View Article

Download full-text PDF

Source
http://dx.doi.org/10.1093/ajcn/nqy309DOI Listing
February 2019

Randomized double-blind, placebo-controlled trial evaluating oral glutamine on radiation-induced oral mucositis and dermatitis in head and neck cancer patients.

Am J Clin Nutr 2019 Feb 9. Epub 2019 Feb 9.

Division of Radiation Oncology, Department of Radiation Oncology.

Background: Glutamine is the primary fuel for the gastrointestinal epithelium and maintains the mucosal structure. Oncologists frequently encounter oral mucositis, which can cause unplanned breaks in radiotherapy (RT).

Objectives: The aim of this study was to explore the association between oral glutamine and acute toxicities in patients with head and neck cancer undergoing RT. Read More

View Article

Download full-text PDF

Source
http://dx.doi.org/10.1093/ajcn/nqy329DOI Listing
February 2019
1 Read

Serum metabolites associated with dietary protein intake: results from the Modification of Diet in Renal Disease (MDRD) randomized clinical trial.

Am J Clin Nutr 2019 Feb 8. Epub 2019 Feb 8.

Department of Epidemiology, Johns Hopkins Bloomberg School of Public Health.

Background: Accurate assessment of dietary intake is essential, but self-report of dietary intake is prone to measurement error and bias. Discovering metabolic consequences of diets with lower compared with higher protein intake could elucidate new, objective biomarkers of protein intake.

Objectives: The goal of this study was to identify serum metabolites associated with dietary protein intake. Read More

View Article

Download full-text PDF

Source
http://dx.doi.org/10.1093/ajcn/nqy202DOI Listing
February 2019

The relationship between wasting and stunting: a retrospective cohort analysis of longitudinal data in Gambian children from 1976 to 2016.

Am J Clin Nutr 2019 Feb 7. Epub 2019 Feb 7.

MRC Unit The Gambia at the London School of Hygiene and Tropical Medicine, London, UK.

Background: The etiologic relationship between wasting and stunting is poorly understood, largely because of a lack of high-quality longitudinal data from children at risk of undernutrition.

Objectives: The aim of this study was to describe the interrelationships between wasting and stunting in children aged <2 y.

Methods: This study involved a retrospective cohort analysis, based on growth-monitoring records spanning 4 decades from clinics in rural Gambia. Read More

View Article

Download full-text PDF

Source
http://dx.doi.org/10.1093/ajcn/nqy326DOI Listing
February 2019
1 Read

The effect of nuts on markers of glycemic control: a systematic review and meta-analysis of randomized controlled trials.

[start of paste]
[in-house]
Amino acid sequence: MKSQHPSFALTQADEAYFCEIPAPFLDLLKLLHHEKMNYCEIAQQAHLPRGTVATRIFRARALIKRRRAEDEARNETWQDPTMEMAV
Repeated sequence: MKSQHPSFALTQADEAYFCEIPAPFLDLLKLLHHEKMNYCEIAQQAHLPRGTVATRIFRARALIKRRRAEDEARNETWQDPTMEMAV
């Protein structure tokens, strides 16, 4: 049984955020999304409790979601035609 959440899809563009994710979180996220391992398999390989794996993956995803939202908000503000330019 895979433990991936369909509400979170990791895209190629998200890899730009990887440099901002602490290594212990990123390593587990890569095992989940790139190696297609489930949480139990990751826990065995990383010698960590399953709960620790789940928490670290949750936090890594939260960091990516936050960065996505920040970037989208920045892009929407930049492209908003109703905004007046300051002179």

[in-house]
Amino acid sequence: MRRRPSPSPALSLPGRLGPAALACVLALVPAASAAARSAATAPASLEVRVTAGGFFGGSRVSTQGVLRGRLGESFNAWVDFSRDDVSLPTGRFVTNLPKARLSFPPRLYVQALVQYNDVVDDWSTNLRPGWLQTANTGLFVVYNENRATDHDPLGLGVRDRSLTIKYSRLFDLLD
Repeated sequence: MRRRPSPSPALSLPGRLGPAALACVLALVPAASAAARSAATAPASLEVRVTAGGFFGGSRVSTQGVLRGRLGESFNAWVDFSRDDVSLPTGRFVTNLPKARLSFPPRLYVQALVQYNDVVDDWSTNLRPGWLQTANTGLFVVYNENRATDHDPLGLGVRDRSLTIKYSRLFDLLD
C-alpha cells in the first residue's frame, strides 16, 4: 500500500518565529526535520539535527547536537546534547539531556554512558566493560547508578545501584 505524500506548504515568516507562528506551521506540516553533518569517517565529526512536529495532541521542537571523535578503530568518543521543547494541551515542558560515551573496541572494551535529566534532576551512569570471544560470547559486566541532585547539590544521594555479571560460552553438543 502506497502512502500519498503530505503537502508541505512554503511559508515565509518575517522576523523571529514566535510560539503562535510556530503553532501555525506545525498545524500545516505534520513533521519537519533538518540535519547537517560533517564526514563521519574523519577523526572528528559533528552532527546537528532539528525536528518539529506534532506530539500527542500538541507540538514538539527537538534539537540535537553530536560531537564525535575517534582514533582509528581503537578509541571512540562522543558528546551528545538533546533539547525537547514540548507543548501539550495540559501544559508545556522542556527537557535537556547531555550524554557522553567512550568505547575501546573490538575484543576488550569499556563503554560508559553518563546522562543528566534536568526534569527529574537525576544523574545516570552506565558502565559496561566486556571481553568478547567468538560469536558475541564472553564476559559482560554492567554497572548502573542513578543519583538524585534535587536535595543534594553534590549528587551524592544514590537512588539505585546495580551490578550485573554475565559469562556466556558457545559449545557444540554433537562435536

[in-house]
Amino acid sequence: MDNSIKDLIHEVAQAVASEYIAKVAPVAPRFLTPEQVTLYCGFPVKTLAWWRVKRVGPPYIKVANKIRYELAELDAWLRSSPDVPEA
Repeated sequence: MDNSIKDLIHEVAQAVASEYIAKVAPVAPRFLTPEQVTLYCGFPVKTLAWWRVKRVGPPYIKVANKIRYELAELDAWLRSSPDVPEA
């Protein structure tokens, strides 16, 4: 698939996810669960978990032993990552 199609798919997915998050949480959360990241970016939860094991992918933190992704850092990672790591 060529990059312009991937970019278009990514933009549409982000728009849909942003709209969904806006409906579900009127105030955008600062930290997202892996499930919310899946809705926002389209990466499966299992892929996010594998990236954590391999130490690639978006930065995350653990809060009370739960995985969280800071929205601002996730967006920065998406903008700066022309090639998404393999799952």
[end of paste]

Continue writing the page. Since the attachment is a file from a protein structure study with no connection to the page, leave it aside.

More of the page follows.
Am J Clin Nutr 2019 Feb;109(2):297-314

Department of Nutritional Sciences, The Pennsylvania State University, University Park, PA.

Background: Observational evidence suggests higher nut consumption is associated with better glycemic control; however, it is unclear if this association is causal.

Objectives: We aimed to conduct a systematic review and meta-analysis of randomized controlled trials to examine the effect of tree nuts and peanuts on markers of glycemic control in adults.

Methods: A systematic review and meta-analysis of randomized controlled trials was conducted. Read More

View Article

Download full-text PDF

Source
https://academic.oup.com/ajcn/advance-article/doi/10.1093/aj
Publisher Site
http://dx.doi.org/10.1093/ajcn/nqy236DOI Listing
February 2019
2 Reads
6.770 Impact Factor

Attenuation of satiety gut hormones increases appetitive behavior after curative esophagectomy for esophageal cancer.

Am J Clin Nutr 2019 Feb;109(2):335-344

Metabolic Medicine, Conway Institute of Biomedical and Biomolecular Research, University College Dublin, Dublin, Ireland.

Background: Reduced appetite and weight loss are common after esophagectomy (ES), and this cohort demonstrates an exaggerated postprandial satiety gut hormone response. Satiety gut hormones modulate food reward, resulting in reduced energy intake.

Objectives: This study aimed to determine the effect of satiety gut hormone modulation by measuring the effect of the somatostatin analog octreotide on appetitive behavior among patients after ES. Read More

View Article

Download full-text PDF

Source
http://dx.doi.org/10.1093/ajcn/nqy324DOI Listing
February 2019
1 Read

Balancing the benefits of maternal nutritional interventions; time to put women first!

Am J Clin Nutr 2019 Feb;109(2):249-250

Centre for Global Child Health, The Hospital for Sick Children, Toronto, Canada.

View Article

Download full-text PDF

Source
http://dx.doi.org/10.1093/ajcn/nqy336DOI Listing
February 2019
1 Read

Disentangling the genetics of lean mass.

Authors: